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The Ungood of Single Speak


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Books. Books line walls for miles across the world. Children’s stories, Science-fiction epics, dissertations and literary classics all shine proudly upon shelves, the epitome of thought. It is no coincidence that ink and pages often help determine who we become. And it is no surprise that, like “the Party” of George Orwell’s 1984, all totalitarian societies place the destruction of literature as a crucial step in their usurping. In any situation, a dictator found leaving a library will reek of gasoline and smile as smoke puffs into the sky behind them. And while the burning of books may be an ultimate symbol of dominion, the destruction of language—whether through Government jargon and control or corporate digitalization—leads us down a road that Orwell cautioned against.

Read any bill in Congress, and your head will spin. Unlike “the party’s” relentless destruction of words, the United State Government and general bureaucracy revels in Double Speak. The amount of useless chafe and unintelligible expressions that parades through Washington is terrifying: Congressmen and representatives slather any bill or law in outrageous phrases and hidden agendas. Frankly, Politicians slaughter good language. For example, congressional bills 773 and 778, also known as the “Cyber Security Act of 2009” would allow a “cyber security official” to, “direct the sponsorship of the security clearances for Federal officers and employees … whose responsibilities involve critical infrastructure in the interest of national security.” This bill enables the government to access any and all data stored on internet servers without consequence. The bill itself seems Orwellian, but its wording is what makes it so Oceanic. What exactly is “Critical Infrastructure”? Any data viewed by the government as necessary for national security. Personal bank accounts, facebook pages, e-mail accounts and I.P. trafficking are all opened sadistically but silently through government manipulation of words that fill so many lab-reports and newspapers today.

Sadly, the United States has it lucky. Other parts of the world face entire libraries that are subject to government control. Take the sovereign state of Myanmar for example. This formerly free country, now faces oppression so specific as government control of the press. Emma Larkin, explores this situation specifically in her personal narrative, Finding George Orwell in Burma. Emma illustrates that once the right to pen and paper is taken, people only hunger for it. Emma meets Aye Myint, a man whose love for a good read is unparalleled. Aye’s books are humbly kept in “trunks… [With] Each book carefully wrapped in a plastic bag.” (10) Emma also meets writers throughout Myanmar, many who have been denied any publishing privileges; “As one Burmese writer joked to [Emma], ‘In Burma we are free to write whatever we want. We’re just not free to have it published.’” (134) The men and women of Myanmar stand as solemn testimony to the power of the written word. Much like Winston’s diary in 1984, and how its “smooth creamy paper” embodies Winston’s will of freedom, the books and musings of the citizens of Myanmar resound as a cry against their incessant oppressors. (6)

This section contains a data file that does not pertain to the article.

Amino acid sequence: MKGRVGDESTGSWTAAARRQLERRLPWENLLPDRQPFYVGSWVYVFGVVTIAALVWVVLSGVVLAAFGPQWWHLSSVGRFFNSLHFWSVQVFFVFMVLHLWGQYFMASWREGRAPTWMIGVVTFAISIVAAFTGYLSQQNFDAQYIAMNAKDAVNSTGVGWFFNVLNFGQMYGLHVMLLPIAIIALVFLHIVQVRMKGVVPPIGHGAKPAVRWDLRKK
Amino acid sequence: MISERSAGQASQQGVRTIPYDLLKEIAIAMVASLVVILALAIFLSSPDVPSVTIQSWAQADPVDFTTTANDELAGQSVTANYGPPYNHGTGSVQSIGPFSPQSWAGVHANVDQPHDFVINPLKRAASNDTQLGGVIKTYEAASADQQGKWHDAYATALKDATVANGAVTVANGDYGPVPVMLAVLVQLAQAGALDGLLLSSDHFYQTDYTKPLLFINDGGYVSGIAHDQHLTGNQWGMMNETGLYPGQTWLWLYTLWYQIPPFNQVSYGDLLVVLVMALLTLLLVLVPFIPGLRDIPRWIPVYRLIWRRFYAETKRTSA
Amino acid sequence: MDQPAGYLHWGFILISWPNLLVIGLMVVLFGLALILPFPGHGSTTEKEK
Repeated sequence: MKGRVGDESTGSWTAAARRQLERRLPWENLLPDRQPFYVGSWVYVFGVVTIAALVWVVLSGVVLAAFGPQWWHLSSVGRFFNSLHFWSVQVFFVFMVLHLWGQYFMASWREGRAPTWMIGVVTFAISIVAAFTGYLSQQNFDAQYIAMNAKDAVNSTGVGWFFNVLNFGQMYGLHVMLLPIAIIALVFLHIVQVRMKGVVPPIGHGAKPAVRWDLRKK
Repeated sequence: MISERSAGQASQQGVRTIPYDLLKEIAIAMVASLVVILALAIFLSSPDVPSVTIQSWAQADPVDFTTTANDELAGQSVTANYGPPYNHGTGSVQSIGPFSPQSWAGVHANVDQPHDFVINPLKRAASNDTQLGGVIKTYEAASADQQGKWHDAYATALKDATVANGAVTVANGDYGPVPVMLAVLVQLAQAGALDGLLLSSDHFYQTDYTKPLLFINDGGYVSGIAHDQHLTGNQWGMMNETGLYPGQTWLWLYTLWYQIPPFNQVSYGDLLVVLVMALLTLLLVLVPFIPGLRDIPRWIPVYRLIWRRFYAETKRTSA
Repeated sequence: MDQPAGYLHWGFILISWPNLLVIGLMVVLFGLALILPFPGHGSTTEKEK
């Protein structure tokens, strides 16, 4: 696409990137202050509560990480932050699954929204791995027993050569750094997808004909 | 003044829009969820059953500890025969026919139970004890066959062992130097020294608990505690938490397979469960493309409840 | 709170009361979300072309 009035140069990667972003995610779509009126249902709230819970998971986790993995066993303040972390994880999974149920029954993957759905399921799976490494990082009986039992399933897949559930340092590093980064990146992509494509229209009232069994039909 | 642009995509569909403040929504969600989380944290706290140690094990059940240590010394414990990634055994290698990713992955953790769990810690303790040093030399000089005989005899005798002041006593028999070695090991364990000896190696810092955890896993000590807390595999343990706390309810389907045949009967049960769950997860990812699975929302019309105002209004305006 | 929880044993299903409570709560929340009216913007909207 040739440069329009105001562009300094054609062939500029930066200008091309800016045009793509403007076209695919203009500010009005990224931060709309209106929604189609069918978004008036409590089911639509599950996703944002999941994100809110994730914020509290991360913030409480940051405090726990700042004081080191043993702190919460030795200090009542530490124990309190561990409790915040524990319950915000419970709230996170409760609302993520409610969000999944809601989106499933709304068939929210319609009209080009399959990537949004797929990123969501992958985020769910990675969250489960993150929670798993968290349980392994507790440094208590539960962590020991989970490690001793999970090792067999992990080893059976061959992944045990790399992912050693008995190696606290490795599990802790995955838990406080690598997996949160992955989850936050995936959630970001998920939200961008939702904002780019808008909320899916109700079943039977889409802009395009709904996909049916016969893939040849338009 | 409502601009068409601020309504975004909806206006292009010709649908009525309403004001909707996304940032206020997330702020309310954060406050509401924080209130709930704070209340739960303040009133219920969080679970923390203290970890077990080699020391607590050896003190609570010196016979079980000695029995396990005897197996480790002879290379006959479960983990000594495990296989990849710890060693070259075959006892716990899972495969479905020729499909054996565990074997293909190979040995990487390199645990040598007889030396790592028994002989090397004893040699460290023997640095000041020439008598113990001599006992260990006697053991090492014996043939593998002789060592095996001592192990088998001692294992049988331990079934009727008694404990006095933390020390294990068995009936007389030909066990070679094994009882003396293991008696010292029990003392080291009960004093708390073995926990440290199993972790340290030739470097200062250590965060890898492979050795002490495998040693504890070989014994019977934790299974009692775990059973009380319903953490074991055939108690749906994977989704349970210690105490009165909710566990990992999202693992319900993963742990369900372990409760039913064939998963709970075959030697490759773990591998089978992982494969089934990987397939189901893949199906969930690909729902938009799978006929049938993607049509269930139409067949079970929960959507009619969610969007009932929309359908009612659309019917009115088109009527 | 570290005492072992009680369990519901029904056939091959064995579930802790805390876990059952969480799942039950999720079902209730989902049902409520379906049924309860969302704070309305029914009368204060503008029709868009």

But government is not all to blame. The digitalization of literature everywhere is extremely dangerous. Three months ago Amazon released the Kindle 2, a wireless reading tablet, encouraging Americans everywhere to toss aside their newspapers and tattered novels for a tablet that requires no page turning. As Rob Pegaro of The Washington Post explained, airplane tickets, bill statements, card-catalogues have all been digitalized and “now one of the world's most successful bookstores wants to yank [the] last bastion of ink-on-paper publishing into the digital era.” The Kindle boasts quite a few advantages: over a thousand books on one single device, it weighs less than a typical paperback and lets consumers purchase books from anywhere. But imagine all of Dickenson’s and Holme’s classics reduced to a series of ones and zeros; entire novels stored as a swirling string of binary that can be erased with the careless wave of a magnet. Much like the Ministry of Truth, digital records share the astounding ability to “forget, whatever [is] necessary.” (35) Orwellian red-flags aside, flat screens and super computers usher in unparalleled advances in communication, entertainment, education and many other areas, but limiting our words to a place so malleable as cyberspace is foolhardy.

Contrary to what O’Brien may have believed, God is not power, language is. Language curls into literature, literature spurs thought and thought propagates change. Like the last man in Europe, we must cling to paper. We must cherish the yellowed and tattered pages we take for granted. We must demand elected officials that will transcribe laws without swamps of Double Speak and mounds of hidden agendas. We, like the courageous citizens of Myanmar, must stand for books, pens and paper. We must guard our libraries and protect our shelves. We must stand united and resolved, that if the Government will not be for the people, then the printing press will be.



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